Letters to the Editors
Housing projects are a worthwhile expense
© St. Petersburg Times, published February 11, 2001
Editor: I am leaving a HUD complex after a two year stay. A retired schoolteacher, I have never been afraid for my personal safety in this complex. The apartments are well kept and really nicer than most comparable regular apartments in this town. As far as "looking like a dump," the complexes have problems with the sandy soil, the effects of droughts and freezes on the grass, flowers and shrubbery, just like any residence without built-in sprinklers and unlimited watering. The maintenance crew keeps the grass mowed, and many residents do gardening. Trash is not allowed around the grounds or apartments.
Residents pay their own electric bill and a quarter of their income for rent. That figure is recommended for everyone, by economists and financial advisers. Many of the residents are employed. As a private citizen, I regularly speak with many working class people in this town. I know that there is a need for more low-income housing. Florida's pay rate has not kept pace with the increase in rental costs and utility costs. Also, some landlords do not feel the need to keep the condition of their properties rented to the poor up to state, county or city standards.
As for the vacancies in HUD housing, people usually do not stay long. When they move out, the apartment must be prepared for the next tenant moving in. There is a long list of applicants, so the apartment does not remain vacant for long.
Domestic violence and loud parties occur everywhere, even among the well off, who live far enough from their neighbors not to bother them. We are lucky to have a police department that responds quickly to complaints.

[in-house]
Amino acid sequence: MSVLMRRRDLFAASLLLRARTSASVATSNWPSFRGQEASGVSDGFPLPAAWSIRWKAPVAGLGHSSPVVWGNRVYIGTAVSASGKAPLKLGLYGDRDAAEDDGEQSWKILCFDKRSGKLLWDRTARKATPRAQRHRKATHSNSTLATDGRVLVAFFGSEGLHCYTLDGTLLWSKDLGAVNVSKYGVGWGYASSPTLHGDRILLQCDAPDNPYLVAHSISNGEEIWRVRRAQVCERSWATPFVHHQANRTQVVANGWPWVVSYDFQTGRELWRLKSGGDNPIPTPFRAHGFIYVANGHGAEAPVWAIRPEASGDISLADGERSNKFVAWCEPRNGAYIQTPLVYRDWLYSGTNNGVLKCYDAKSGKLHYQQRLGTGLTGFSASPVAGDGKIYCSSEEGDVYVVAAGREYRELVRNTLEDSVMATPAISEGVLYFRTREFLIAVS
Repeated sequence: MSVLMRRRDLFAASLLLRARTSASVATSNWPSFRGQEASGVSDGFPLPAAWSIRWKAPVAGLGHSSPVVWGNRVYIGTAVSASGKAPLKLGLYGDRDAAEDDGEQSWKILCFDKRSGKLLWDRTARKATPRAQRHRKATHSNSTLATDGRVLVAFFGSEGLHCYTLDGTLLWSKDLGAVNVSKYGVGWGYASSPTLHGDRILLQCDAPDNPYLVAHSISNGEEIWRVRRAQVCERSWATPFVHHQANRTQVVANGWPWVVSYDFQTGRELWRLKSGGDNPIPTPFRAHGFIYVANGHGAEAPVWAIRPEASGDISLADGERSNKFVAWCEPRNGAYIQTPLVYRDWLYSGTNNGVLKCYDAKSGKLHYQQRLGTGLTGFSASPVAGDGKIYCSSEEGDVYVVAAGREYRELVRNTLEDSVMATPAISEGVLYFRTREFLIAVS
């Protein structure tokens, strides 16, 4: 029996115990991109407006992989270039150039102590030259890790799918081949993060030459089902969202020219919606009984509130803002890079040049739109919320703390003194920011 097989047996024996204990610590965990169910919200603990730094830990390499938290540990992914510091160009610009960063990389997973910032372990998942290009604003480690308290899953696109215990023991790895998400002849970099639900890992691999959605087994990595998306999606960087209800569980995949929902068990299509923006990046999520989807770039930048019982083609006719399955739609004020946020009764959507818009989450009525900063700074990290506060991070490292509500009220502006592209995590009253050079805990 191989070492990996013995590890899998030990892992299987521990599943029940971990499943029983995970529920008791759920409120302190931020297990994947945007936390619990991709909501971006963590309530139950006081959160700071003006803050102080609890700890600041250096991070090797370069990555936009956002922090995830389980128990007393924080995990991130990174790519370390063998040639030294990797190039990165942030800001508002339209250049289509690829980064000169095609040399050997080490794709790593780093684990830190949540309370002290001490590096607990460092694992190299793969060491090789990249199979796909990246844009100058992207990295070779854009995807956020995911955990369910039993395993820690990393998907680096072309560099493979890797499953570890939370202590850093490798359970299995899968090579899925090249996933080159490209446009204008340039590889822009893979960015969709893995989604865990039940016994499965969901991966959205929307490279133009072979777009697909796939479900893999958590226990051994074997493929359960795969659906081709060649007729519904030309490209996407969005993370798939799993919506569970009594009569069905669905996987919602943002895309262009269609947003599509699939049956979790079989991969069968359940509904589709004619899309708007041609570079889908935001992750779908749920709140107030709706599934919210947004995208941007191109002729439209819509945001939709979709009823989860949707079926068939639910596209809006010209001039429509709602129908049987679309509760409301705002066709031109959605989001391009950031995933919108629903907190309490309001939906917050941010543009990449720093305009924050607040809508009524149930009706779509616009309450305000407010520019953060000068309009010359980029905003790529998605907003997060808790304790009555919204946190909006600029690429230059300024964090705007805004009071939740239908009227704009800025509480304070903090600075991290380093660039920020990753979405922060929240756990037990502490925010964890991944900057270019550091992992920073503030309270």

I think low-income housing (federally subsidized) is one of the best benefits of our government to which most of us spend our lifetime paying taxes. Much more beneficial, for example, than a political campaign.
I hope letter writer Jeff Lucas and others will become aware of what the HUD program actually does.
Politicians won't solve water woes
I am incensed. Once again the taxpayer is left footing the bill because of poor management decisions by our county commissioners and water authorities. Higher water rates are not going to solve our problems.
What are they doing to limit development? What other sources of water are being investigated? Why are they allowing homes to be built with sprinkler systems and swimming pools and then telling us we can't use them? Do they realize that water used to sprinkle within Pasco County returns to the aquifer but what you sell to our neighbors to the south doesn't?
The average citizen should not be punished because our elected officials are unable to solve our problems. I was foolish enough to think that they were representing my interests. I ask Commissioner Steve Simon: Who should be ashamed?Jean Cifelli, New Port Richey
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